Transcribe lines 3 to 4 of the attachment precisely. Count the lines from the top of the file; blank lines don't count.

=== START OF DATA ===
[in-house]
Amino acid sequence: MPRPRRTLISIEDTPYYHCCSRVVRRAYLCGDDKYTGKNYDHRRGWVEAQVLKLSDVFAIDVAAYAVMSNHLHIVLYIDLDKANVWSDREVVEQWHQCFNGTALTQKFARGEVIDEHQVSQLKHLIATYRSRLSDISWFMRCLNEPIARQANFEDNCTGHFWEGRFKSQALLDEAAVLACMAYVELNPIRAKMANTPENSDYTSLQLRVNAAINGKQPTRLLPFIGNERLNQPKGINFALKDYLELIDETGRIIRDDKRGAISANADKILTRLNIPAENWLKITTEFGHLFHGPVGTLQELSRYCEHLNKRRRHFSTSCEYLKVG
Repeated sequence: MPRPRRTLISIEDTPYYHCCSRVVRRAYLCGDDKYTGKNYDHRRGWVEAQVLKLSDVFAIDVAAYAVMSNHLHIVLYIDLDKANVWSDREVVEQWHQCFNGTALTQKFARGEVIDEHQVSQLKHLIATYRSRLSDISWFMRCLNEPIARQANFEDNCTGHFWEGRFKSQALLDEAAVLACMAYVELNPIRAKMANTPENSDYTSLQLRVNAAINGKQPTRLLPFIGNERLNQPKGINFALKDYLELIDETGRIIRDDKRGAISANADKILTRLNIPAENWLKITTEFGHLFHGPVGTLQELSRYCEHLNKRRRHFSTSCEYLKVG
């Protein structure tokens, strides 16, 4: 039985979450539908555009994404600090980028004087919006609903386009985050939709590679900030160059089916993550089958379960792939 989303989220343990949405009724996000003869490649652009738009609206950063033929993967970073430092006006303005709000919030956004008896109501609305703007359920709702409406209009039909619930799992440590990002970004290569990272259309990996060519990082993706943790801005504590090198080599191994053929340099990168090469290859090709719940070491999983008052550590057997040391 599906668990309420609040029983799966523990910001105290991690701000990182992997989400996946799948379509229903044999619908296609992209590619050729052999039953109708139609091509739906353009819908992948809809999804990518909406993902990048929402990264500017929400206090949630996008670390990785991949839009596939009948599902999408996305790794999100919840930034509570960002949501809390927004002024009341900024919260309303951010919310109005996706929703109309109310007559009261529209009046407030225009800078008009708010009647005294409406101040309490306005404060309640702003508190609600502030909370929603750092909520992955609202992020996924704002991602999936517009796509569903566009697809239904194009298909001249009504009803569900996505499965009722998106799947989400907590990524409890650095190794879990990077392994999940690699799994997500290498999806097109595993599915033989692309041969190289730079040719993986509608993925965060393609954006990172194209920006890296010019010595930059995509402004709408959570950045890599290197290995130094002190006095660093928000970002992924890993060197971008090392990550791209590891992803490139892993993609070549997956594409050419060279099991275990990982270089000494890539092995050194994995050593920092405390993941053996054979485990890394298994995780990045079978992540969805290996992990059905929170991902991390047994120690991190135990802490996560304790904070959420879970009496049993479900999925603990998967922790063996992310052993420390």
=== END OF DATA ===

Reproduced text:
Repeated sequence: MPRPRRTLISIEDTPYYHCCSRVVRRAYLCGDDKYTGKNYDHRRGWVEAQVLKLSDVFAIDVAAYAVMSNHLHIVLYIDLDKANVWSDREVVEQWHQCFNGTALTQKFARGEVIDEHQVSQLKHLIATYRSRLSDISWFMRCLNEPIARQANFEDNCTGHFWEGRFKSQALLDEAAVLACMAYVELNPIRAKMANTPENSDYTSLQLRVNAAINGKQPTRLLPFIGNERLNQPKGINFALKDYLELIDETGRIIRDDKRGAISANADKILTRLNIPAENWLKITTEFGHLFHGPVGTLQELSRYCEHLNKRRRHFSTSCEYLKVG
């Protein structure tokens, strides 16, 4: 039985979450539908555009994404600090980028004087919006609903386009985050939709590679900030160059089916993550089958379960792939 989303989220343990949405009724996000003869490649652009738009609206950063033929993967970073430092006006303005709000919030956004008896109501609305703007359920709702409406209009039909619930799992440590990002970004290569990272259309990996060519990082993706943790801005504590090198080599191994053929340099990168090469290859090709719940070491999983008052550590057997040391 599906668990309420609040029983799966523990910001105290991690701000990182992997989400996946799948379509229903044999619908296609992209590619050729052999039953109708139609091509739906353009819908992948809809999804990518909406993902990048929402990264500017929400206090949630996008670390990785991949839009596939009948599902999408996305790794999100919840930034509570960002949501809390927004002024009341900024919260309303951010919310109005996706929703109309109310007559009261529209009046407030225009800078008009708010009647005294409406101040309490306005404060309640702003508190609600502030909370929603750092909520992955609202992020996924704002991602999936517009796509569903566009697809239904194009298909001249009504009803569900996505499965009722998106799947989400907590990524409890650095190794879990990077392994999940690699799994997500290498999806097109595993599915033989692309041969190289730079040719993986509608993925965060393609954006990172194209920006890296010019010595930059995509402004709408959570950045890599290197290995130094002190006095660093928000970002992924890993060197971008090392990550791209590891992803490139892993993609070549997956594409050419060279099991275990990982270089000494890539092995050194994995050593920092405390993941053996054979485990890394298994995780990045079978992540969805290996992990059905929170991902991390047994120690991190135990802490996560304790904070959420879970009496049993479900999925603990998967922790063996992310052993420390």